Thursday, March 29, 2012

Dogwoods in Bloom

As promised, I went out this morning and took 
pictures of the Dogwoods.

 This is a lovely sight to come home to.

 The bush to the left is a Fothergilla gardenii.

The blooms look like bottle brushes.

Wednesday, March 28, 2012

A Lovely Luncheon at the University Club

We had yet another delightful and interesting
luncheon at the University Club in the IMU today.

Our guest speaker was Dr. Tom Morrison, 
who is Indiana University's 
Vice President for Capital Projects and Facilities.

He spoke to us about the Master Plan for the Bloomington campus.

They have things planned out years and years in advance.
 They leave nothing to chance.
If you are interested in learning all the details,
the fine print can be found here.
It was a fascinating talk for those of us
who are familiar with the campus.

But since this is actually supposed to be a food blog,
with some gardening 
and some other stuff thrown in from time to time,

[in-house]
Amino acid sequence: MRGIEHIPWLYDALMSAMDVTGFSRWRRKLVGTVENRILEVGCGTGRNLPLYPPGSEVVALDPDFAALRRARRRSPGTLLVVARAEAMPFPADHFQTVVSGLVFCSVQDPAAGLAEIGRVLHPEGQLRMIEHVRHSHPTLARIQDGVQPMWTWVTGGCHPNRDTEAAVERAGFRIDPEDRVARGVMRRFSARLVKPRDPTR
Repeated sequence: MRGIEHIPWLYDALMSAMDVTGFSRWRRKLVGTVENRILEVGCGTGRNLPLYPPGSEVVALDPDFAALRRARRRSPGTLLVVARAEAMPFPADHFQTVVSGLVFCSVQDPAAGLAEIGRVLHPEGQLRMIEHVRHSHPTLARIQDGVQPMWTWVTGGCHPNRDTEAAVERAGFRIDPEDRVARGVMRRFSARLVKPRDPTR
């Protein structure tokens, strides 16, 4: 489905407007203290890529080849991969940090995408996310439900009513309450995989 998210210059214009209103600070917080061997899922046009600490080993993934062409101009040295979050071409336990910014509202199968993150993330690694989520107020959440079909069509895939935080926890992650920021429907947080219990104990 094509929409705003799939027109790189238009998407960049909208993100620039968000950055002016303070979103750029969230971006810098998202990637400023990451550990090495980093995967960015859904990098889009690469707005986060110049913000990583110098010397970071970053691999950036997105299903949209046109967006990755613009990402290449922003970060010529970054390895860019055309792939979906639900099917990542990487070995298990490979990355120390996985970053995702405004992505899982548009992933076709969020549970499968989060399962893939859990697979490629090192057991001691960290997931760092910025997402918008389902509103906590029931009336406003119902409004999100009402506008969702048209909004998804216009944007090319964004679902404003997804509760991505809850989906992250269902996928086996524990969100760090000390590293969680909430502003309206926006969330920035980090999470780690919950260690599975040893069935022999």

let's get to the food...

First up was a Bitika Salad 
of iceberg and romaine lettuces
 with blue cheese, bacon, chopped cauliflower 
and garlic sweet and sour dressing.

I liked the fact that the salad wasn't swimming
(or rather drowning) in dressing.
It was done just right.

 I chose the
Grilled petite pork chop with rosemary and garlic 
over mashed potatoes 
with country style gravy and green beans as my entree.

The pork was cooked perfectly and was moist and tender.


 Several others at our table ordered the vegetarian option of
Eggplant Parmesan.

They were very happy with their choice.
I could tell.
Their happy smiles and clean plates told the tale.

Dessert was a cheesecake with cherry sauce.

The food was delicious as always.
We are fortunate to have
such a great chef and kitchen staff at the IMU.
Spring Blooms!

Spring is early this year.

I have been taking advantage of the warm weather
and have been out working in the garden.

 While I get to work,
come along and take a tour of my early spring flowers.

The hyacinth in bloom.

 Vinca minor.

 Flowering pear tree.

 Cornus florida, or Dogwood tree.

 Pink Dogwood.

Due to the drought in 2010, 
neither of the Dogwoods had a single bloom last spring.

 Iberis or candytuft.

Dicentra or Old-fashioned bleeding heart.

 The Canada Red Chokeberry bloom.

This is a very sweet-smelling bloom.

Notice that the leaves start out bright green. 
They will turn purple in a month or so.

Purple leaf sand cherry in bloom.

Friday, March 23, 2012

The Ugly Side of Spring